I was lucky -- if you can call it that. When I confronted my husband, I got the truth. Sorta. It took a long, protracted phone call and increasing threats ("If you want this marriage, you will tell me EVERYTHING!"). It took a therapist insisting to him that he come completely clean. But, because even he was sick of his double life, he was ready to tell me the truth.
One BWC member, Sandra, spent years feeling something was up between her husband and his business partner. The two were close. Travelled together for business. Acted flirty when together. But her concerns were dismissed as "crazy". She was "jealous" of "too suspicious." Six months after her son was born, her husband returned home late one night and announced he wanted out of the marriage. But still no disclosure. It took another year before he could admit they were living together and utter an apology, directed at the floor. Turns out she wasn't crazy at all.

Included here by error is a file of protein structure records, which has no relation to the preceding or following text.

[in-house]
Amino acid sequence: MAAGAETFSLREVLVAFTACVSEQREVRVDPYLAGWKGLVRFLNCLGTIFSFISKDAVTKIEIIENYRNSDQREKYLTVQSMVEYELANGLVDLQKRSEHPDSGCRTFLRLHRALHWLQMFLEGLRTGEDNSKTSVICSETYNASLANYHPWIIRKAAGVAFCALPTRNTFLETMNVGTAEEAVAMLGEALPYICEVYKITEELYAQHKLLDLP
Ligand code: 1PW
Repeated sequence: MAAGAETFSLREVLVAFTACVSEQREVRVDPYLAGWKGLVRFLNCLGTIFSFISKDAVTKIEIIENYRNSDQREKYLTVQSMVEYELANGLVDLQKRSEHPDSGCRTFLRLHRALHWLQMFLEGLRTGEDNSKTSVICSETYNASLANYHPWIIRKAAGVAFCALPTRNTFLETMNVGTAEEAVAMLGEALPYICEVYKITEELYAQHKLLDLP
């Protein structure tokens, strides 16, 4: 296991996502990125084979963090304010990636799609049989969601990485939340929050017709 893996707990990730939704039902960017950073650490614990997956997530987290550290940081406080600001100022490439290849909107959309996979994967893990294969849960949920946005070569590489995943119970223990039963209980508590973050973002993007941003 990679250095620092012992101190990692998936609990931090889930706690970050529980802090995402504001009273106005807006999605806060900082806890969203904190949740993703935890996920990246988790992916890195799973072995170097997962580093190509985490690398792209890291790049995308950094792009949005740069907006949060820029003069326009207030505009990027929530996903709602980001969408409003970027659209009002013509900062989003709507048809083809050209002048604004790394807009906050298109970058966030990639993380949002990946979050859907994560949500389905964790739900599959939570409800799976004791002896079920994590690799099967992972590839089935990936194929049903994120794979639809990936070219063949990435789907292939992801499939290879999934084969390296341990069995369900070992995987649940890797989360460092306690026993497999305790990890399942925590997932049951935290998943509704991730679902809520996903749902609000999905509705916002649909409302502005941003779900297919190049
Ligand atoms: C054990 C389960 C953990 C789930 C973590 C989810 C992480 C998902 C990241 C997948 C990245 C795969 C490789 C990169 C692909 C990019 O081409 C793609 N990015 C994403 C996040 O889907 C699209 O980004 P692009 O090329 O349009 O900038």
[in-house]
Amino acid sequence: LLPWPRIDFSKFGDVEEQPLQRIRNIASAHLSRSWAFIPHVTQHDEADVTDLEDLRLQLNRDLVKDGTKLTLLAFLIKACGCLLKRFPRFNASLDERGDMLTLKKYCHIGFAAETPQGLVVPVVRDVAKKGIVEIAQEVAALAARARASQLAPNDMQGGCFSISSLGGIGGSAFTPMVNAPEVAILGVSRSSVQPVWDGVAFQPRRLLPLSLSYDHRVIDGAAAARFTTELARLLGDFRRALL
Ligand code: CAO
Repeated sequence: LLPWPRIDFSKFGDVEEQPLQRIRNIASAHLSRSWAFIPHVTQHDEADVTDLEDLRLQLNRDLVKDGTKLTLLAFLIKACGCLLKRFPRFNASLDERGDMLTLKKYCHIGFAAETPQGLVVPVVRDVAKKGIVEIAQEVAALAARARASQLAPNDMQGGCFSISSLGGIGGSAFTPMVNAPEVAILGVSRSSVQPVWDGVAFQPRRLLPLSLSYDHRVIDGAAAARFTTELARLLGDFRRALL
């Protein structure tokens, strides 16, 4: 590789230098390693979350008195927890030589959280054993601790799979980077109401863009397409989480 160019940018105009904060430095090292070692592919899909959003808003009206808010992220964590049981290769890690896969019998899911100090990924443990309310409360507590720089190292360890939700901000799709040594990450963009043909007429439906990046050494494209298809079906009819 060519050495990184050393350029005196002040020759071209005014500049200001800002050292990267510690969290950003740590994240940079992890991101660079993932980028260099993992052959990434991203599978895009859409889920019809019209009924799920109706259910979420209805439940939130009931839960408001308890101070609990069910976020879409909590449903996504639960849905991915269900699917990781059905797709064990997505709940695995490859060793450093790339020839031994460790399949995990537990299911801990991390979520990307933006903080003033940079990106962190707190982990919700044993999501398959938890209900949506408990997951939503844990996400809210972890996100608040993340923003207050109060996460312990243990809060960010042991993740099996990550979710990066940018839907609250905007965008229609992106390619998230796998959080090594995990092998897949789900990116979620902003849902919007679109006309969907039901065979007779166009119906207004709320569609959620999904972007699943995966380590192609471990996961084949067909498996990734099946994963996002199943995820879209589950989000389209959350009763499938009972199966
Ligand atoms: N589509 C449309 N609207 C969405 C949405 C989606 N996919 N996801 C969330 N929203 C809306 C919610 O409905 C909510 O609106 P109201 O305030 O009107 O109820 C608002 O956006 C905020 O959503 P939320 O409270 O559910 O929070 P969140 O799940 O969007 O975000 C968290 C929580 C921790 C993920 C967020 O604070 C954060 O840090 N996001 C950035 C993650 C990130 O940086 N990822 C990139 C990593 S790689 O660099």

If you suspect your husband is cheating but he's insisting he's not, you're either right...or delusional. And most of us know exactly where we are on that continuum. I'm often asked what I've learned from this whole experience and I say, without hesitation, "I've learned to trust my instincts."
So often as women we dismiss our gut feelings. And others are often complicit in it. I confided in a few friends about my suspicions and was assured that my husband "would never do that." I'm sure their intentions were good. Finally, another friend asked me simply, "what do you know?" upon which I laid out all my "evidence" -- which didn't amount to much more than a gut feeling. Her response? "I think you're right."
That was all I needed to confront.
My advice to you if you're wondering if you know what you think you know? Trust your gut, but gather as much evidence as you can because many men act like cornered cats. They'll deny, hiss, fight back, accuse you. Get cell phone records, hide a voice activated recorder if possible, ask around at work, with friends... Find the weak link and use it.
Then, buckle up. You're in for a rough ride.